In how many ways can three pairs of siblings from different families be seated in two rows of three chairs, if siblings may sit next to each other in the same row, but no child may sit directly in front of their sibling?

blackpanther Dec 16, 2023

#1**0 **

Here's how to solve the problem for three pairs of siblings:

Approach through cases: Again, we can split the problem into cases based on the first pair of siblings:

Case 1: Pair sits together in either row:

Choose which row the first pair sits in (2 options).

Arrange the pair within the chosen row (2 options).

Arrange the remaining eight children in the other row (8! options).

Case 2: Pair doesn't sit together:

Choose one sibling from the pair to sit in the first row (2 options).

Arrange the chosen sibling and the remaining three children in the first row (4! options).

Place the other sibling from the pair in the second row (1 option).

Arrange the remaining seven children in the second row (7! options).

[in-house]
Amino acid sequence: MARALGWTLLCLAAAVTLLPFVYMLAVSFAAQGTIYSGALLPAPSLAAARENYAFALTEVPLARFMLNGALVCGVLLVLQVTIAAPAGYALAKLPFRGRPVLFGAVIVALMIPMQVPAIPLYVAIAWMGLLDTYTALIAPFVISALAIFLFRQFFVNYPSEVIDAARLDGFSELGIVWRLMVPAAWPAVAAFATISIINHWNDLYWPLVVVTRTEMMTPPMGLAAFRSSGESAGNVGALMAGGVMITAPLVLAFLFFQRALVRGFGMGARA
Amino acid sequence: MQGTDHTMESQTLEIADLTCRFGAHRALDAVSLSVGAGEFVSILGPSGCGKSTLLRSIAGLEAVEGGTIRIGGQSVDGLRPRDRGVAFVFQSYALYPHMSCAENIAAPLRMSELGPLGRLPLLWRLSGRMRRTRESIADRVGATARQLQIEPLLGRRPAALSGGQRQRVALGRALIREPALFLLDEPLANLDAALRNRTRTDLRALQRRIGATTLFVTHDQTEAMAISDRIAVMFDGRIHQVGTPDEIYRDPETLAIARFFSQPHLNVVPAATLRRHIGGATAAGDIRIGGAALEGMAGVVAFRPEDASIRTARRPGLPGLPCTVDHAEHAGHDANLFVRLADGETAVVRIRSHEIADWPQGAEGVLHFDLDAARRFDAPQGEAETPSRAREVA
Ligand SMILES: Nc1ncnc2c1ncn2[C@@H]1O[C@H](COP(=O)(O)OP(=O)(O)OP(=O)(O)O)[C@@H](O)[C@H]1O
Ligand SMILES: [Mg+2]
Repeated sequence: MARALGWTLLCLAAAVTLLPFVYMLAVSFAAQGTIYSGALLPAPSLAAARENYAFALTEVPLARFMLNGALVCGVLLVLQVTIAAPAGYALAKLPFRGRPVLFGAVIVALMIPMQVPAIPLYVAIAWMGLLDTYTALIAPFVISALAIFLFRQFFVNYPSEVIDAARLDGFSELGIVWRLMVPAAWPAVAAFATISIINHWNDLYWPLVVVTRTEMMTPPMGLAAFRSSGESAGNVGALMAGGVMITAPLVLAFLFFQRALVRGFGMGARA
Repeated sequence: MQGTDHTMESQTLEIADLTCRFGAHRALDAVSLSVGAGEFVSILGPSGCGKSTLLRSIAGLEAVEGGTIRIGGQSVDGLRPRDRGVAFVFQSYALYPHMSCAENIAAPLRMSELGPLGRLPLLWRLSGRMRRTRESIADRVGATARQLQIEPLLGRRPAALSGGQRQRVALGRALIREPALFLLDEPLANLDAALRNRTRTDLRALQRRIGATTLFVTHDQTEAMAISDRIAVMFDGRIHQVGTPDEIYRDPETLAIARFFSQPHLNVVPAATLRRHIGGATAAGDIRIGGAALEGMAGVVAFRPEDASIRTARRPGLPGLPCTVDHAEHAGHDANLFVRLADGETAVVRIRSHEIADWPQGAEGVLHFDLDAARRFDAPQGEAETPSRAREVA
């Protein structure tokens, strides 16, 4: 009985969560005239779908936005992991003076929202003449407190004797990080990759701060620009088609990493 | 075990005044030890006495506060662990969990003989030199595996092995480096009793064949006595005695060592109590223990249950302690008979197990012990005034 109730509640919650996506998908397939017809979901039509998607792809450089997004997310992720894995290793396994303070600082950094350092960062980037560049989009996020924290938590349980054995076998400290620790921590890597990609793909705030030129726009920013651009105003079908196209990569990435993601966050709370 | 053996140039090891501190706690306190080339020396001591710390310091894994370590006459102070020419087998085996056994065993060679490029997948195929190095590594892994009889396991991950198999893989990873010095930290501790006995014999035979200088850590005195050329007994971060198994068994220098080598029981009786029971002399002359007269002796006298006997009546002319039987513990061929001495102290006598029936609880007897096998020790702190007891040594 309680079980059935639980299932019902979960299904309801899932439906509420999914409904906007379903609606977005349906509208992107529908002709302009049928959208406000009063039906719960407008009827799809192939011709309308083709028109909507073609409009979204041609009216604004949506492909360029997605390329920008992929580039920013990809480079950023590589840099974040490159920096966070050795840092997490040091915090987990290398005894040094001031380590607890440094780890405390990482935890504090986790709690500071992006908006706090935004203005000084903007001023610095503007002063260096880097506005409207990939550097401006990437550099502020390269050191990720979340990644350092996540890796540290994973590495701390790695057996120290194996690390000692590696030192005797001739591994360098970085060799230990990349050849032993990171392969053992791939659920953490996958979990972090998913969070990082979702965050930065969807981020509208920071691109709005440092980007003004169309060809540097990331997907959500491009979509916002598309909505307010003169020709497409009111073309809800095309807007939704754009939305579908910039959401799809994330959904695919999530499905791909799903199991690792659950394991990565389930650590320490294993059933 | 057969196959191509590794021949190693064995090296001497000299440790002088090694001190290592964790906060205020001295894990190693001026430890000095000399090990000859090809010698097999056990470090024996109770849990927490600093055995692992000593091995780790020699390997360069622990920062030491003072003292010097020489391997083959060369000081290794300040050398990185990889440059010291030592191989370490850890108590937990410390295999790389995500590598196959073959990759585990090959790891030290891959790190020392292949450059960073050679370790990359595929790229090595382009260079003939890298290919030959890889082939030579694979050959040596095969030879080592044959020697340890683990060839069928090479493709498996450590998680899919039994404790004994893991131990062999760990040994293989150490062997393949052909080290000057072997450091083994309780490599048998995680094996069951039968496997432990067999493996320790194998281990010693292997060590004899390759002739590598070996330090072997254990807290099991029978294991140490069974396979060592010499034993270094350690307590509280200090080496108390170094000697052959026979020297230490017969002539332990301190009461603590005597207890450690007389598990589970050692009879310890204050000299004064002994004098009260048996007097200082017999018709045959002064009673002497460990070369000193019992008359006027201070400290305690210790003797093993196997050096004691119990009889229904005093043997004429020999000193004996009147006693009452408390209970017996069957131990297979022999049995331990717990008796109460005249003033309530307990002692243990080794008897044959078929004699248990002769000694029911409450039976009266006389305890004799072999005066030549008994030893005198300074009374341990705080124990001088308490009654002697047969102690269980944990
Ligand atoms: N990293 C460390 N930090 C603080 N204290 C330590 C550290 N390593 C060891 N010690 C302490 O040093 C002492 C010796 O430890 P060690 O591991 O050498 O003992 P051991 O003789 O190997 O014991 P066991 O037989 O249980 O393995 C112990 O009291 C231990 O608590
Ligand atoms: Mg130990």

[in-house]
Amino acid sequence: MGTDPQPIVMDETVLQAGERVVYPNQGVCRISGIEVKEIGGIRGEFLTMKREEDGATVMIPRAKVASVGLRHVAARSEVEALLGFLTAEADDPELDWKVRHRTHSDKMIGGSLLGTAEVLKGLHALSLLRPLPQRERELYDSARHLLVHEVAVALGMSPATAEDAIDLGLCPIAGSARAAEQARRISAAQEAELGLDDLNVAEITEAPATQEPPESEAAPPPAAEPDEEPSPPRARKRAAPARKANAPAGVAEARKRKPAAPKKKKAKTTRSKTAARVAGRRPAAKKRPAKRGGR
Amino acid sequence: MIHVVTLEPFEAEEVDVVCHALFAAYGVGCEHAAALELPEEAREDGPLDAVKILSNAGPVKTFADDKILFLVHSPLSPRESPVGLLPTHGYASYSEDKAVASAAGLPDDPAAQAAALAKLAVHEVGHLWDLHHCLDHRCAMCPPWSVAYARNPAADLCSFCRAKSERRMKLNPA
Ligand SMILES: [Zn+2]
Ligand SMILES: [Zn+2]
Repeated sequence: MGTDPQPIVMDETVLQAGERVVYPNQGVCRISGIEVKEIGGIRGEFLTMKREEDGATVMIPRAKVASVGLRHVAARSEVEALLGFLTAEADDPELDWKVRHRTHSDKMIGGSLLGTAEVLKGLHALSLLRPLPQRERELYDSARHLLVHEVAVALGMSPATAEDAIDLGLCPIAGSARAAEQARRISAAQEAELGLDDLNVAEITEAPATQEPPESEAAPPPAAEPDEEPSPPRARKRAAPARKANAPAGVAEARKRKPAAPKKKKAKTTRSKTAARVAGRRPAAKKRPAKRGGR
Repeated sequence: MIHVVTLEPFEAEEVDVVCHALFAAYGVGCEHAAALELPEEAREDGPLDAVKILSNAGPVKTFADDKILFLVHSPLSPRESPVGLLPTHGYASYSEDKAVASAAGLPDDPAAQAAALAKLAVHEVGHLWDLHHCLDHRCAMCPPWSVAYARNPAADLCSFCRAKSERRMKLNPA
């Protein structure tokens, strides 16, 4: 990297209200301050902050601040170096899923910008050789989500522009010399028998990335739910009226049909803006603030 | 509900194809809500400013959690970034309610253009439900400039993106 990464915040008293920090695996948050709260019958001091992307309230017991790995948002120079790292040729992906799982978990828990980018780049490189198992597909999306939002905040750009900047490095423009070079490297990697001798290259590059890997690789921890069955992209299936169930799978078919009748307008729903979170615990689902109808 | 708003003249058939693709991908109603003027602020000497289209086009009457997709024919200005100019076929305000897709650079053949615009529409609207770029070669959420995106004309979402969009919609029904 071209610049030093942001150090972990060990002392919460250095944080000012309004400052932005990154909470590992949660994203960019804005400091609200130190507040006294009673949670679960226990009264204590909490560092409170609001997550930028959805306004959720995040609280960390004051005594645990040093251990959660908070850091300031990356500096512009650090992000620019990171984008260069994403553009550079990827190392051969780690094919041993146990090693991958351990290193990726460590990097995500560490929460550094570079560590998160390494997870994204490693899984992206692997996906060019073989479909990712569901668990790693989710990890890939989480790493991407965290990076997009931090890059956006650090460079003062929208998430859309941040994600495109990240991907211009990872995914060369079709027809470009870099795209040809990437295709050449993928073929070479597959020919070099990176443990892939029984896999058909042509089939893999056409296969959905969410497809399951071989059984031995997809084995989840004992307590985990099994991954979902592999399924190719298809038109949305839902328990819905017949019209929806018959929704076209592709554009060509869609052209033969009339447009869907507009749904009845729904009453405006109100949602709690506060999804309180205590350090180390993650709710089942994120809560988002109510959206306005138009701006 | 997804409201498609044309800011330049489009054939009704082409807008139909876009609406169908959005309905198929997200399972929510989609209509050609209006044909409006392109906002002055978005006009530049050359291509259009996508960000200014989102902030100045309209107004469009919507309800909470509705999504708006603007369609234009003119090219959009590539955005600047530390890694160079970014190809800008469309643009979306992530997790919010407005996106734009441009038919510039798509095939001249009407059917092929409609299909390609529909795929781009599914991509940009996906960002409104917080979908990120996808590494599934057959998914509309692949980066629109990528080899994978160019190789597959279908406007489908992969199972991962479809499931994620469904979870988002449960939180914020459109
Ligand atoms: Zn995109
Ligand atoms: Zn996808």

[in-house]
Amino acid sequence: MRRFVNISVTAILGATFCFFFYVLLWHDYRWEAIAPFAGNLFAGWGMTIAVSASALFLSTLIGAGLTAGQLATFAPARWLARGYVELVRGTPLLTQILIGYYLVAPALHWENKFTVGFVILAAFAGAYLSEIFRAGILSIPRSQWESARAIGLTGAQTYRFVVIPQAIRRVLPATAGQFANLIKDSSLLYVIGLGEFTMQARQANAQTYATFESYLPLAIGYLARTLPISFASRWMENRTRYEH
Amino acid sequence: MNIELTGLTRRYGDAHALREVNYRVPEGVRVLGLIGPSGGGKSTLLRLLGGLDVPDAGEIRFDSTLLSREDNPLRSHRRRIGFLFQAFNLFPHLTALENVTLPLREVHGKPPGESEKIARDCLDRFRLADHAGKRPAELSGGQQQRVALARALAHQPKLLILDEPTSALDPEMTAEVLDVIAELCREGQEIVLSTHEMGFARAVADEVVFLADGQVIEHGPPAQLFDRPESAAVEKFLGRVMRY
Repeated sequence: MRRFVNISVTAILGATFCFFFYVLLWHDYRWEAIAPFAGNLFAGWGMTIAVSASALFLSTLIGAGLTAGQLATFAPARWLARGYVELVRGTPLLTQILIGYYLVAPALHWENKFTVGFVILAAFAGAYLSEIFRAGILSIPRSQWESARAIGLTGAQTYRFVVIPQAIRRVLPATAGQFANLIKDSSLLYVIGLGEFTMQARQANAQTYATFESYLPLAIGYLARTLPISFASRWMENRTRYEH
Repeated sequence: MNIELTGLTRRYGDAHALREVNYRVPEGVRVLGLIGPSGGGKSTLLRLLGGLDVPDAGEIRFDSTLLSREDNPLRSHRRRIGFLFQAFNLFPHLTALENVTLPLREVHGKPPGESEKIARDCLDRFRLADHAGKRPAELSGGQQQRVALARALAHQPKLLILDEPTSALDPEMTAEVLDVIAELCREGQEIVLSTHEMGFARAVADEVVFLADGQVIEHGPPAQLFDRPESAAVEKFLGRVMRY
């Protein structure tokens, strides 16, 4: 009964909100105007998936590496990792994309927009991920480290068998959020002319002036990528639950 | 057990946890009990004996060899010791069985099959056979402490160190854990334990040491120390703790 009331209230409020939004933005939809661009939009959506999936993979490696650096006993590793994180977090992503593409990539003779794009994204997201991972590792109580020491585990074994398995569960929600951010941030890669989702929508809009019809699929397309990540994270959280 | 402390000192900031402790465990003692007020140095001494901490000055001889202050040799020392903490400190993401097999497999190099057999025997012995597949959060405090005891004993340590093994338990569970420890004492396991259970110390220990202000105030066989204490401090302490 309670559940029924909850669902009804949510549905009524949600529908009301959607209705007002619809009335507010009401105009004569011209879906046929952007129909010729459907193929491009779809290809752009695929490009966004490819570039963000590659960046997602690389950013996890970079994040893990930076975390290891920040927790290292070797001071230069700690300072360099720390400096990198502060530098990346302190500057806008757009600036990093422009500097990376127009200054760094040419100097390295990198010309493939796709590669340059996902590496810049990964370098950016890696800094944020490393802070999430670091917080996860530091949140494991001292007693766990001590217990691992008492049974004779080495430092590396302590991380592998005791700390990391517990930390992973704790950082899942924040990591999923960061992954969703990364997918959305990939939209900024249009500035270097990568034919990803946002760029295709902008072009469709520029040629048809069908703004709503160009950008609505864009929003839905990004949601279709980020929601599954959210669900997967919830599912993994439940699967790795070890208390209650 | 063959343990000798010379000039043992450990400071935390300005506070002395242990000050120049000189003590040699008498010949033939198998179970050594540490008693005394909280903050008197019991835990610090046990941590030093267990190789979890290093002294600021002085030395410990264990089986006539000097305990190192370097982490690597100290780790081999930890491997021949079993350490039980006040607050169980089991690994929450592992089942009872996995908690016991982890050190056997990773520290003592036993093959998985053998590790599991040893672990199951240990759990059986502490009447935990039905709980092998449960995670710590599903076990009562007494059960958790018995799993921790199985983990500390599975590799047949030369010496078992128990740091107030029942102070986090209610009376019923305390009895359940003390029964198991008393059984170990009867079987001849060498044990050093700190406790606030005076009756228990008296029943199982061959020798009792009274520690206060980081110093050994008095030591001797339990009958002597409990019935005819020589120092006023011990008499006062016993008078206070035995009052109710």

Combine case results: Multiply the options for each case:

Total arrangements = (Case 1 options) + (Case 2 options) = (2 * 2 * 40320) + (2 * 4! * 1 * 5040) = 161280 + 28800 = 189680

Therefore, there are 189680 ways to seat the four pairs of siblings with the given restrictions.

Note: Calculating 8! and 7! directly can be cumbersome. You can simplify the calculation by observing patterns:

8! = 8 * 7!

7! = 7 * 6!

6! = 6 * 5!

Therefore, 8! can be expressed as 8 * 5! * 7 * 6 and 7! as 7 * 5! * 6. Substituting these back into the final equation:

Total arrangements = (2 * 2 * 8 * 5! * 7 * 6) + (2 * 4! * 1 * 7 * 5! * 6) = (16 * 5! * 42) + (14 * 5! * 42) = 42 * 5! * (16 + 14) = 42 * 5! * 30 = 189680

The answer is 189680.

BuiIderBoi Dec 17, 2023